From Joyce to Rushdie, Modernism to Food Writing, Routledge Studies in Twentieth Century Literature looks at both the literature and culture of the 20th century. This series is our home for cutting-edge, upper-level scholarly studies and edited collections. Considering literature alongside religion, popular culture, race, gender, ecology, travel, class, space, and other subjects, titles are characterized by dynamic interventions into established subjects and innovative studies on emerging topics.
Altered Consciousness in the Twentieth Century
Dramatizing Time in Twentieth-Century Fiction
Making Space in the Works of James Joyce
Bringing Up War-Babies The Wartime Child in Women’s Writing and Psychoanalysis at Mid-Century
Collage and Literature The Persistence of Vision
By Jake Poller
February 25, 2019
The twentieth century saw an unprecedented spike in the study of altered states of consciousness. New ASCs, such as those associated with LSD and psilocybin mushrooms, were cultivated and studied, while older ASCs were given new classifications: out-of-body experiences, near-death experiences, ...
By James Nikopoulos
December 11, 2018
A "sad and corrupt" age, a period of "crisis" and "upheaval"—what T.S. Eliot famously summed up as "the panorama of futility and anarchy which is contemporary history." Modernism has always been characterized by its self-conscious sense of suffering. Why, then, was it so obsessed with laughter? ...
By Chunjie Zhang
September 27, 2018
Global modernisms are marked by tremendous transformations in lifestyle, historical consciousness, cultural values, ethics, wars, and crises. This book emphasizes modernist connections within literature, culture, history, and media beyond the nation state and the bifurcation between East and West. ...
By William Vesterman
September 27, 2018
How have twentieth-century writers used techniques in fiction to communicate the human experience of time? Dramatizing Time in Twentieth-Century Fiction explores this question by analyzing major narratives of the last century that demonstrate how time becomes variously manifested to reflect and ...
By Jeffrey S. Drouin
August 23, 2018
This book makes an important intervention in the ongoing debates about modernism, science, and the divisions of early Twentieth-Century print culture. In order to establish Joyce's place in the nexus of modernism and scientific thought, Drouin uses the methods of periodical studies and textual ...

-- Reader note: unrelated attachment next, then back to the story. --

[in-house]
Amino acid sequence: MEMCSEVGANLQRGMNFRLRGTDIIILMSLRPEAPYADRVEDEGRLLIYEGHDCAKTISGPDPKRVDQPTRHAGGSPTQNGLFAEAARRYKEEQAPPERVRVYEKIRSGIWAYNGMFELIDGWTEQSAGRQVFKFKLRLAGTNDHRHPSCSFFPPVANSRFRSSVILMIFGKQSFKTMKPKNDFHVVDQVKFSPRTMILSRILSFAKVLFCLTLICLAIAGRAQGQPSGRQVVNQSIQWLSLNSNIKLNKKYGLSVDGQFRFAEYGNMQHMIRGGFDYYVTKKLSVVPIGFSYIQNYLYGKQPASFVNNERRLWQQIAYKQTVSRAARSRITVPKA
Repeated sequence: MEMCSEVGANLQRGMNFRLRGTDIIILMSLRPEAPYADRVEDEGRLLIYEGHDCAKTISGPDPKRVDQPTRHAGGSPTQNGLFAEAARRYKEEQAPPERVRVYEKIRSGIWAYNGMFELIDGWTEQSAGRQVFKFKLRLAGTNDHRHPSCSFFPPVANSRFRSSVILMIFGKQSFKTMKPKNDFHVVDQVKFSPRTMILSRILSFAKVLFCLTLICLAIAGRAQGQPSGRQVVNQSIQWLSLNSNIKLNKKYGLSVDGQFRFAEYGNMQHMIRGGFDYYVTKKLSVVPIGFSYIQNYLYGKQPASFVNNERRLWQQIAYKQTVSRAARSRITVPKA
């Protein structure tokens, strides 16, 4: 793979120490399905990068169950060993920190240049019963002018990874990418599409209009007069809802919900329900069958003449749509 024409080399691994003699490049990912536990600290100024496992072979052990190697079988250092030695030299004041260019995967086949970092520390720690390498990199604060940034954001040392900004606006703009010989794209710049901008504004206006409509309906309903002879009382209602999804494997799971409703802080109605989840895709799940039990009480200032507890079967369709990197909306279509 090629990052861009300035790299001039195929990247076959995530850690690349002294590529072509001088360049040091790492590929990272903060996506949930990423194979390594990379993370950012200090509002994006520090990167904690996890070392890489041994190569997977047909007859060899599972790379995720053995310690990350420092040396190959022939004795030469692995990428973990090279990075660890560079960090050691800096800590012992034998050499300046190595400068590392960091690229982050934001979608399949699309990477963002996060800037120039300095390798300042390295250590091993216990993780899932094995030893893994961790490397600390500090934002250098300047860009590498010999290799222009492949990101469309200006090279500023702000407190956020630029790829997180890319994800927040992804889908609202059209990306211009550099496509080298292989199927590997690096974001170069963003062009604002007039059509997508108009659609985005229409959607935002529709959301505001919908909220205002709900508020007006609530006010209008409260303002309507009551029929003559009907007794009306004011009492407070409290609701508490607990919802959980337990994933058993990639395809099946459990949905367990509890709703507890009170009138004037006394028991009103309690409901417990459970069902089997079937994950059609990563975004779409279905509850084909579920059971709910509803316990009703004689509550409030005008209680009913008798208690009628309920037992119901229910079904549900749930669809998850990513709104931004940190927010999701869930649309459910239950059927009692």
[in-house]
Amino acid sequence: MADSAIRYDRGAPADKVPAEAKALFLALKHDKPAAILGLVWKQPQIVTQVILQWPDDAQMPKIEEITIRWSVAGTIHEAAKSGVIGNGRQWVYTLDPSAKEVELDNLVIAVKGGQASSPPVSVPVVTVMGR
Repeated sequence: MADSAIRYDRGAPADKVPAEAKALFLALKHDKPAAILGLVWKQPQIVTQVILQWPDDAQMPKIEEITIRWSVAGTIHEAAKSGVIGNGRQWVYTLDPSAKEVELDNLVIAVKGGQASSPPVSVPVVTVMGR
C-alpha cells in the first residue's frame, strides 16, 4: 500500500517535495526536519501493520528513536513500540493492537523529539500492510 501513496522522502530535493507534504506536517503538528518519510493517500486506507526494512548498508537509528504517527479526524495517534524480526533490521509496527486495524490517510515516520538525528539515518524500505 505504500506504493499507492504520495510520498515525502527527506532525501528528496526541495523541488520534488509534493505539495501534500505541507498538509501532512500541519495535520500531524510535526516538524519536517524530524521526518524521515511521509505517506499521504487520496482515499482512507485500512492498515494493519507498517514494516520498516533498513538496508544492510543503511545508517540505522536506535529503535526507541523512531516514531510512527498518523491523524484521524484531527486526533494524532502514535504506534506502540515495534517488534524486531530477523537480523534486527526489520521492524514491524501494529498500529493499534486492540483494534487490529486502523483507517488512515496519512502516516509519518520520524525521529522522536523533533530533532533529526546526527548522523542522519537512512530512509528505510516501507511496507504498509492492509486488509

By Valerie Benejam, John Bishop
August 23, 2018
James Joyce’s preoccupation with space—be it urban, geographic, stellar, geometrical or optical—is a central and idiosyncratic feature of his work. In Making Space in the Works of James Joyce, some of the most esteemed scholars in Joyce studies have come together to evaluate the perception and...
By Amanda Jones
June 05, 2018
The figure of the wartime child in the mid-twentieth century unsettles and disturbs. This book employs a range of material – biographical, literary and historical – to chart some of the surprising and unanticipated crossovers between women’s writing and early psychoanalysis in the years of the ...
By Scarlett Higgins
July 19, 2018
Collage and Literature analyzes how and why the history of literature and art changed irrevocably beginning in the early years of the twentieth century, and what that change has meant for late modernism and postmodernism. Starting from Pablo Picasso’s 1912 gesture, breaking the ...
By Daniel Tompsett
June 05, 2018
Unlocking the Poetry of W.B. Yeats undertakes a thorough re-reading of Yeats' oeuvre as an extended meditation on the image and theme of the heart as it is evident within the poetry. It places the heart at the centre of a complex web of Yeatsian preoccupations and associations—from the biographical...
By Jonathan Mayhew
May 10, 2018
In Lorca’s Legacy, Jonathan Mayhew explores multiple aspects of the creative and critical afterlife of Federico García Lorca, the most internationally recognized Spanish poet and playwright of the twentieth century. Lorca is an iconic and charismatic figure who has evoked the admiration and ...
By Katherine O'Callaghan
January 24, 2018
This volume explores the role of music as a source of inspiration and provocation for modernist writers. In its consideration of modernist literature within a broad political, postcolonial, and internationalist context, this book is an important intervention in the growing field of Words and Music ...
By Harry Redner
January 08, 2018
Ulysses and Faust: Tradition and Modernism from Homer till the Present examines the most important authors of Western literature: Homer, Virgil, Dante, Shakespeare, Cervantes, Marlowe, Goethe, Joyce, Eliot, Mann, Bulgakov and Pasternak, who based their works on one or other of the two key myths of ...